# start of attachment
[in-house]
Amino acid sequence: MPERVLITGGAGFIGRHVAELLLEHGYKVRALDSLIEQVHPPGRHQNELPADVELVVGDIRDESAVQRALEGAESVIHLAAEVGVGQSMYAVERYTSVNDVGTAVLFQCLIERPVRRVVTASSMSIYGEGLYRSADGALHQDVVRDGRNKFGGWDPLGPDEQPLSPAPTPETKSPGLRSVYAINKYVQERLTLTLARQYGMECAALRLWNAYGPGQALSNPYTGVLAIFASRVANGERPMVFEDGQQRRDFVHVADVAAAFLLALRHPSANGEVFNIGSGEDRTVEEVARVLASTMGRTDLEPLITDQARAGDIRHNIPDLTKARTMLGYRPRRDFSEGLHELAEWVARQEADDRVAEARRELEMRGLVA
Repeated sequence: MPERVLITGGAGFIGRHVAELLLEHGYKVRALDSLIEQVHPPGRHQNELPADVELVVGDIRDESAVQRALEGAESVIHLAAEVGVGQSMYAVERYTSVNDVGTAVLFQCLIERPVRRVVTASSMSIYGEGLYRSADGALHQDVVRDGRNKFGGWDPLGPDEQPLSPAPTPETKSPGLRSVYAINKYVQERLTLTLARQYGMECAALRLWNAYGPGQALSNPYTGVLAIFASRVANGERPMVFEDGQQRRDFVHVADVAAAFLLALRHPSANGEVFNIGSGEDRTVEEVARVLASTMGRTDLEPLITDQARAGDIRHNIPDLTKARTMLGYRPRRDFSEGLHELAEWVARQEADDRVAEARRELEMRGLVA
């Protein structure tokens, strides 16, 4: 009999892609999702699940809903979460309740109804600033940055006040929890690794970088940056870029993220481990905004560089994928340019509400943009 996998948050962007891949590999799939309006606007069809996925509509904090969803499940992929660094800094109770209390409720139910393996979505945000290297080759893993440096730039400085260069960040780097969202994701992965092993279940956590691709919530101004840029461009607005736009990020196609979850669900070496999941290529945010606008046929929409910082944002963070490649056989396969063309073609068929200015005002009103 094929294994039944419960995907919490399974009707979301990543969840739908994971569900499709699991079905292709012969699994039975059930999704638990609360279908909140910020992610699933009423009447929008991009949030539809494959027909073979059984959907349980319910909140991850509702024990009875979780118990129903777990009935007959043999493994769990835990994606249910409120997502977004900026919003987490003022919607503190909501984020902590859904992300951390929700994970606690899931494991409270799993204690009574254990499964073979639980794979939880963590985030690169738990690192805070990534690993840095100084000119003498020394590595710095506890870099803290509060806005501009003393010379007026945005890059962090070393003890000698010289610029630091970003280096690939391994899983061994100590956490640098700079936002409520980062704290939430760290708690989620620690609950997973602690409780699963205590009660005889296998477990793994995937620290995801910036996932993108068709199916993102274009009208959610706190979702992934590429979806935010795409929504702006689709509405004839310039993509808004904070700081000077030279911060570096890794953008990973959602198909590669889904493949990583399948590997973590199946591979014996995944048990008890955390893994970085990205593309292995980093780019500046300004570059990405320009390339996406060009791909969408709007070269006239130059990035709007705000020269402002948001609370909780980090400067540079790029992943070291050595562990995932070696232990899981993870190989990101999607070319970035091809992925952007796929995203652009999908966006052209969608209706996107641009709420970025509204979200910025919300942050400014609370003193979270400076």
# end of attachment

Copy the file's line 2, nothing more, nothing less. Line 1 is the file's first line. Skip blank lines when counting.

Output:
Amino acid sequence: MPERVLITGGAGFIGRHVAELLLEHGYKVRALDSLIEQVHPPGRHQNELPADVELVVGDIRDESAVQRALEGAESVIHLAAEVGVGQSMYAVERYTSVNDVGTAVLFQCLIERPVRRVVTASSMSIYGEGLYRSADGALHQDVVRDGRNKFGGWDPLGPDEQPLSPAPTPETKSPGLRSVYAINKYVQERLTLTLARQYGMECAALRLWNAYGPGQALSNPYTGVLAIFASRVANGERPMVFEDGQQRRDFVHVADVAAAFLLALRHPSANGEVFNIGSGEDRTVEEVARVLASTMGRTDLEPLITDQARAGDIRHNIPDLTKARTMLGYRPRRDFSEGLHELAEWVARQEADDRVAEARRELEMRGLVA